Representative Marjorie Taylor Greene, Republican of Georgia, on Friday took the first step toward ousting House Speaker Mike Johnson, filing a resolution calling for his removal after he pushed through a $1.2 trillion bipartisan spending bill that enraged the hard right.

“Today I filed a motion to vacate after Speaker Johnson has betrayed our conference and broken our rules,” Ms. Greene said shortly after passage of the package, which was needed to avert a partial government shutdown after midnight.

While Ms. Greene said she would not seek an immediate vote to oust Mr. Johnson, her move was an extraordinary challenge to his leadership and the second time in less than six months that divided House Republicans have weighed firing their own speaker.

“It’s more of a warning than a pink slip,” Ms. Greene told reporters on the steps of the Capitol. “We need a new speaker.”

Ms. Greene’s resolution, filed while voting was still underway on the spending bill, set up a major test of Mr. Johnson’s leadership and was yet another tumultuous moment in the rancorous year the House has experienced under a fractured Republican majority.

Ms. Greene declined to say on Friday whether she would seek to invoke a privilege available to any member of the House to force a snap vote on removing Mr. Johnson, leaving lawmakers with a number of questions and uncertainty as they depart for a planned two-week recess. But her resolution at least held out the possibility that Mr. Johnson could become the second Republican speaker to face an ouster by his colleagues, less than six months after G.O.P. rebels jettisoned former Speaker Kevin McCarthy, making him the first ever to be booted from the job.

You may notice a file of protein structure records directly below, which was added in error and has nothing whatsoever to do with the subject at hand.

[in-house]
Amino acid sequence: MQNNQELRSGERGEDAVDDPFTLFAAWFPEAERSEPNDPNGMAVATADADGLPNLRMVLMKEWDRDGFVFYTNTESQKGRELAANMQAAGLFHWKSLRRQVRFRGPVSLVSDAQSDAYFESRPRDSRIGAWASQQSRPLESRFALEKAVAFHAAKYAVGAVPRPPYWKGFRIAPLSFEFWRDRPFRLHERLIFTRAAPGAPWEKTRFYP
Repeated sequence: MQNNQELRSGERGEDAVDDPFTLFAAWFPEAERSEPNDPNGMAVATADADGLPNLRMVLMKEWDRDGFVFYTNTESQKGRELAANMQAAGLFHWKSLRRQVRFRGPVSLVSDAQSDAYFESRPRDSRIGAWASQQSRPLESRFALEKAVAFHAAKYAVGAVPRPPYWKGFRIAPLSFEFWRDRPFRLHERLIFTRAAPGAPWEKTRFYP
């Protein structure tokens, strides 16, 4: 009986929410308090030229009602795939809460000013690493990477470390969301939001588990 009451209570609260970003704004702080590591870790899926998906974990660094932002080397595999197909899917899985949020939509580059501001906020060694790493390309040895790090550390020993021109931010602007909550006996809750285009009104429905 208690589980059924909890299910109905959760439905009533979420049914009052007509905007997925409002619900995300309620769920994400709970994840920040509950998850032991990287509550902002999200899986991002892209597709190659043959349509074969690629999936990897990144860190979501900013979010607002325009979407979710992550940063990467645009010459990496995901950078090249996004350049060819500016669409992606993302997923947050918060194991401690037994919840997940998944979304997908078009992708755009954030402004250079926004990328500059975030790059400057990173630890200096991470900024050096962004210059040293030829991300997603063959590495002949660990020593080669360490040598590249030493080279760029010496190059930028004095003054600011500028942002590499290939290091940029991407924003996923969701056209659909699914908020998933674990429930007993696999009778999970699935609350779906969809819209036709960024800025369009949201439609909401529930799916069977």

Before voting began on Friday, Ms. Greene rose on the House floor to attack the spending bill, calling it a win for Democrats and assailing measures that she said funded progressive policies.

“This is not a Republican bill; this is a Chuck Schumer, Democrat-controlled bill,” Ms. Greene said on the House floor on Friday morning.

She expressed outrage that in passing the measure, Mr. Johnson had violated an unwritten but sacrosanct rule among Republicans against bringing up any legislation that does not have support from the majority of their members.

Ms. Greene’s move was the culmination of months of dissatisfaction among right-wing lawmakers with the leadership of Mr. Johnson, an ultraconservative Republican who won unanimous backing to become the speaker in October but has infuriated his right flank by cutting a number of deals with Democrats to keep the government funded.

Ms. Greene told Stephen K. Bannon, a former adviser to the Trump administration, during his “War Room” program on Friday morning that she was weighing whether or not to call for Mr. Johnson’s ouster on a “minute-by-minute basis.”

“Our majority has been completely handed over to Democrats,” Ms. Greene said on the floor shortly before filing her motion, echoing complaints by fellow far-right members of her party that the spending packages Mr. Johnson had agreed to constituted a failure of their majority.

“This was our power. This was our leverage. This was our chance to secure the border and he didn’t do it,” Ms. Greene told reporters before leaving the Capitol on Friday. “It is a betrayal.”

Luke Broadwater contributed reporting.


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Credit: NYTimes.com

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